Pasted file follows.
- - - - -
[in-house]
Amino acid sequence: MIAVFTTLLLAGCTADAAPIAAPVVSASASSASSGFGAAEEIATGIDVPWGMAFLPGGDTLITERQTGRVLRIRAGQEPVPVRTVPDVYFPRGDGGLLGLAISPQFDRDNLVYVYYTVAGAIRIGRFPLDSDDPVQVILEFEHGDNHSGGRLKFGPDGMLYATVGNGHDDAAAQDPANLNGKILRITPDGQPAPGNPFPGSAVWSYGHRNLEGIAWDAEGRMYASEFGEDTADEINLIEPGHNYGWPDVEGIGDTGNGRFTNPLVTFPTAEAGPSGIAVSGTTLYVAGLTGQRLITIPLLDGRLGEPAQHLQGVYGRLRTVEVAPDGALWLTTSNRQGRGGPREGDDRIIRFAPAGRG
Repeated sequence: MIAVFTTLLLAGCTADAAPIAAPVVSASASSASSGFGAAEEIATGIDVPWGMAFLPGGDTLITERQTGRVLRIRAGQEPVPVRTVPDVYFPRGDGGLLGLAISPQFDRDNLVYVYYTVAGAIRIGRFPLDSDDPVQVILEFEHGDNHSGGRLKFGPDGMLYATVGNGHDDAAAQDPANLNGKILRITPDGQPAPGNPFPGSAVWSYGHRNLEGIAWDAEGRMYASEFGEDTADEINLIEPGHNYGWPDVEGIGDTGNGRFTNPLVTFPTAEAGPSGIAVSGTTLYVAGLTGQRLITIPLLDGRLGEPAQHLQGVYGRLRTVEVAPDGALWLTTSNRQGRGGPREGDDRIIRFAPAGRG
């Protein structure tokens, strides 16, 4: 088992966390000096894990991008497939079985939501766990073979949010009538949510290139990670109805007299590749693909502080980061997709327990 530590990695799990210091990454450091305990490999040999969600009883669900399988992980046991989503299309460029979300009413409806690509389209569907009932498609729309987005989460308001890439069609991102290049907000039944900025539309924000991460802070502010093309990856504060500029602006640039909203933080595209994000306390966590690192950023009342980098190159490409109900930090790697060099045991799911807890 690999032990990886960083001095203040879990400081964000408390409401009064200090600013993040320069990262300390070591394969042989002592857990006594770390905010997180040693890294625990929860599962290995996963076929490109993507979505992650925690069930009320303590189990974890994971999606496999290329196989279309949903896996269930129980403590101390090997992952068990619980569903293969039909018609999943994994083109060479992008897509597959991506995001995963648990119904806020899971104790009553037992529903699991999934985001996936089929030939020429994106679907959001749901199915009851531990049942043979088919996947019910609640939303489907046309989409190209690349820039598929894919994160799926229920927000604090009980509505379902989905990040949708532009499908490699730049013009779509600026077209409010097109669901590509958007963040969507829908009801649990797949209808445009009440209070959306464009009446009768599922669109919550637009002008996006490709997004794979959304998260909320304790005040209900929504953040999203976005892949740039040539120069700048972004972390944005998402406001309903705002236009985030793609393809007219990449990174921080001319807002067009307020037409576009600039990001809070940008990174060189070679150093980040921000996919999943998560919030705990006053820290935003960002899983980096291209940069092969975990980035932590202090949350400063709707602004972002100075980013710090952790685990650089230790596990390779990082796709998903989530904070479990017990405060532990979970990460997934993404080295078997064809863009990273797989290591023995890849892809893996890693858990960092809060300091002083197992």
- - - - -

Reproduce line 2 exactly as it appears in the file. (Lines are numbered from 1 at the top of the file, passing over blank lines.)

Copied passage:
Amino acid sequence: MIAVFTTLLLAGCTADAAPIAAPVVSASASSASSGFGAAEEIATGIDVPWGMAFLPGGDTLITERQTGRVLRIRAGQEPVPVRTVPDVYFPRGDGGLLGLAISPQFDRDNLVYVYYTVAGAIRIGRFPLDSDDPVQVILEFEHGDNHSGGRLKFGPDGMLYATVGNGHDDAAAQDPANLNGKILRITPDGQPAPGNPFPGSAVWSYGHRNLEGIAWDAEGRMYASEFGEDTADEINLIEPGHNYGWPDVEGIGDTGNGRFTNPLVTFPTAEAGPSGIAVSGTTLYVAGLTGQRLITIPLLDGRLGEPAQHLQGVYGRLRTVEVAPDGALWLTTSNRQGRGGPREGDDRIIRFAPAGRG